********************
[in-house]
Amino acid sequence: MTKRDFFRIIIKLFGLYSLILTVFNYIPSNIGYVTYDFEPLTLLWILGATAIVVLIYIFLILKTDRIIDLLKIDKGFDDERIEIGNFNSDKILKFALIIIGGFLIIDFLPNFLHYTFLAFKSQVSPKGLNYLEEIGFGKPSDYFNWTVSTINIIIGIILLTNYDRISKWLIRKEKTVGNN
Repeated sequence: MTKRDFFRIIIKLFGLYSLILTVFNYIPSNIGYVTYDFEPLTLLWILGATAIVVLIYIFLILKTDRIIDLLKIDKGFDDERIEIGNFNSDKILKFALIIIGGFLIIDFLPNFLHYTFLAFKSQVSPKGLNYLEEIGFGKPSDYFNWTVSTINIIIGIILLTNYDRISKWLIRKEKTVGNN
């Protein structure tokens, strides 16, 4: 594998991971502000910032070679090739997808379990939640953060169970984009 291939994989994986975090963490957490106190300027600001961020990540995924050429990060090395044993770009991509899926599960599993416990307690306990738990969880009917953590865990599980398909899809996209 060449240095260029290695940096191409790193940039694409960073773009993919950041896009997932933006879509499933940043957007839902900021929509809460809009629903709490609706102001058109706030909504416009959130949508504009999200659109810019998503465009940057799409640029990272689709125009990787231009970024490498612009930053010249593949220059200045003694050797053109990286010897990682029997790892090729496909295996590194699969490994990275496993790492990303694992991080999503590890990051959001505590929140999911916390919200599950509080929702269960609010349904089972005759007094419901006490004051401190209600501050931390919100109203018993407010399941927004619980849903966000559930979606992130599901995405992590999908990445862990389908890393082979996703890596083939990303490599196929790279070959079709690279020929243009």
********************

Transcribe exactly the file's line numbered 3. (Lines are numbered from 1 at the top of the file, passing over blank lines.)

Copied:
Repeated sequence: MTKRDFFRIIIKLFGLYSLILTVFNYIPSNIGYVTYDFEPLTLLWILGATAIVVLIYIFLILKTDRIIDLLKIDKGFDDERIEIGNFNSDKILKFALIIIGGFLIIDFLPNFLHYTFLAFKSQVSPKGLNYLEEIGFGKPSDYFNWTVSTINIIIGIILLTNYDRISKWLIRKEKTVGNN